I have been on the Victoria-Esquimalt Police Board for a little over a year. Seeing VicPD through a governance lens has really opened my eyes to everything a police department and its members are responsible for.
I applied to the Province of B.C. for the position because of my experience in Indigenous relations and my experience as an Indigenous person in this community. When I joined the board, I was impressed with VicPD’s level of engagement with Indigenous communities and other communities in the region.
There is no denying that police departments across North America have been thrust into the spotlight and painted with the same brush regarding racial tension and issues.
I am a big supporter of having hard conversations about bias and continual improvement. I believe that recent traumatic events involving police in the U.S. and Canada should spark conversations, but I don’t think it’s OK to discredit all police officers in the process.
“People have been traumatized at the hands of police, there are systemic issues and we can always be better,” said VicPD Chief Del Manak. “We’ve seen how incidents in other places by rogue cops have affected everyone. It’s been really hard to be judged by the actions of others.”
Manak is the only police chief of colour in Western Canada. His perspective is extremely valid in these conversations.
When we have conversations about police and racial bias, mistrust and tension play a crucial role.
A mural downtown has sparked further conversations on this. “I went down to see the mural. It says ‘More peace, more justice.’ That is what I want, too, and I believe in it. The artists have done a good job, it’s just that one acronym that doesn’t belong,” said Manak.
The acronym is “ACAB,” which stands for “All Cops Are Bastards.”
Manak said when he stood at the mural, several people individually came up to him to share support for VicPD.
Every officer, like every person, has their own story. If we are going to talk about bias, the big topic is stereotypes, and using that acronym is nothing more than a stereotype.
As an Indigenous person with a platform, I work hard to dispel stereotypes of Indigenous people. I don’t think you can dispel stereotypes when using them to discredit any other group, including police officers.
Manak has been an officer for 30 years, with 27 years of service with VicPD. Manak grew up in Fernwood and spent his entire childhood there.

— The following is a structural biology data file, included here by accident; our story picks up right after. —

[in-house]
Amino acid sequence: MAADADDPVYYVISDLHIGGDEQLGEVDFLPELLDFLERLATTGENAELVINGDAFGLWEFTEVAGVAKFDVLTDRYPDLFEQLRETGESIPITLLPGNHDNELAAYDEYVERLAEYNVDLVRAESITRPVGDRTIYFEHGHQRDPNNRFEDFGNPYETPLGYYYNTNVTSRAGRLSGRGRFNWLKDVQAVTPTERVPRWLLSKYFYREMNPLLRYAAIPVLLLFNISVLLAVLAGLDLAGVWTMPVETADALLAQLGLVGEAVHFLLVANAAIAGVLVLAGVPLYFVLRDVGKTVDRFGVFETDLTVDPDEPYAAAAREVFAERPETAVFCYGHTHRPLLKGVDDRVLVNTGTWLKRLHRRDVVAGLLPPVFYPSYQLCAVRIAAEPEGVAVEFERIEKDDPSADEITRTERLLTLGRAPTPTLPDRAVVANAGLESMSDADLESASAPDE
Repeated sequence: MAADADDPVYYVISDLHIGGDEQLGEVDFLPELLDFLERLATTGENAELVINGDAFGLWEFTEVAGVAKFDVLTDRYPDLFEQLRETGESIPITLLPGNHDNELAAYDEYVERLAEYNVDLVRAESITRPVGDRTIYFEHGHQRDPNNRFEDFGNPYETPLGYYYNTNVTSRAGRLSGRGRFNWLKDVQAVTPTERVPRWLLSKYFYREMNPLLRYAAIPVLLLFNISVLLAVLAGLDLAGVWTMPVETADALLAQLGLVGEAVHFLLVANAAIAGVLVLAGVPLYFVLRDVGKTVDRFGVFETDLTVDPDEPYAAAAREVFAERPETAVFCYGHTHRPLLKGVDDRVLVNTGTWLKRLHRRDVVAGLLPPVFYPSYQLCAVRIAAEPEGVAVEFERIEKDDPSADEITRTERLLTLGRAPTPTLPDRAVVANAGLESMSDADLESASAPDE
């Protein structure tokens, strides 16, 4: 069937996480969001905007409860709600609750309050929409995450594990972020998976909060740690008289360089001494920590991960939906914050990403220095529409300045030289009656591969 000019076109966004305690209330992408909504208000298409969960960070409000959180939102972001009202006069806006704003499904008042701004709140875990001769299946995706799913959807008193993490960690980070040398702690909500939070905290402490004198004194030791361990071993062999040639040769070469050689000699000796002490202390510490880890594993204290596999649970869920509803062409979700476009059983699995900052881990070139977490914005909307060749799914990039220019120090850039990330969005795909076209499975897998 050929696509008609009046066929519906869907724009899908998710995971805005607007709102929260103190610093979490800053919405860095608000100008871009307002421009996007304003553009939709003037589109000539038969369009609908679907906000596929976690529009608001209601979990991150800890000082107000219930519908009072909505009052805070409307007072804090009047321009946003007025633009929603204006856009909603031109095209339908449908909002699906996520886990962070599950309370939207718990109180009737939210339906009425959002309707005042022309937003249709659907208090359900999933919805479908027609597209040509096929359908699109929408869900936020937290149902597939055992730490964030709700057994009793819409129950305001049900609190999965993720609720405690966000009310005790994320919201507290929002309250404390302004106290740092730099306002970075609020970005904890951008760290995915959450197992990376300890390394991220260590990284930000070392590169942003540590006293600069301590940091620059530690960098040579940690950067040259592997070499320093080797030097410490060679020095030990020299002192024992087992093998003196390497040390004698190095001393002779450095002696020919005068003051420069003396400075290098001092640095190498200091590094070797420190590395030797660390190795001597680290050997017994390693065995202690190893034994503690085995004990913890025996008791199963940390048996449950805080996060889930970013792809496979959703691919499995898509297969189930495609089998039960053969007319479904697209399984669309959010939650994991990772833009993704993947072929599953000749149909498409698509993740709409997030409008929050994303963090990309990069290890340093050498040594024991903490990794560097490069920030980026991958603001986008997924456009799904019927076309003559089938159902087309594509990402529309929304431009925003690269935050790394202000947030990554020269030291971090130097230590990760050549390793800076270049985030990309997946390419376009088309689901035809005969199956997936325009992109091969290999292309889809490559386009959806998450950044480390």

He’s taken his cultural values and family teachings, such as humility, a strong work ethic, and service to others, and used them to help him in his career.
“I have been working since I was 13 delivering both the Daily Colonist and Victoria Times. In every job I’ve ever had I’ve worked my way up.”
By 15, Manak was supervising other paper carriers. He worked at the Canadian Tire on Douglas Street, starting as a sales clerk and was eventually groomed to be store manager.
Even with drive and dedication, Manak faced his own hurdles based on his South Asian heritage.
He played ice hockey and was often the only person of colour on the ice for not only his team, but also the opposing teams. He was targeted by other players who would try and physically hurt him and yell racial slurs at him on the ice. He was beaten up by other youths at school because of his skin colour.
“I had a low level of self-confidence and self-esteem,” said Manak. “In my teen years, I wouldn’t speak Punjabi and I stopped listening to Indian music because I wanted to fit in.”
Manak said he has been selected for airport searches far too often for them to be random. If he’s standing at a deli counter in a grocery store, more often than not, he’s served after other customers, even if he was there first.
Manak beliefs that we are a sum of all of our life experiences, and it is something I believe, too. He has found ways to take these experiences and embrace his culture while serving the community and leading the team at VicPD.
“I am grounded in my culture and community and it guides me through challenging times,” Manak said.
“I am proud of my culture, and people try and dismiss it. They say I can be a person of colour or a police chief. I was a person of colour before being a police chief and when I am retired and take off this uniform, I will only be a person of colour.”
Charla Huber is the director of communications and Indigenous relations for M’akola Housing Society.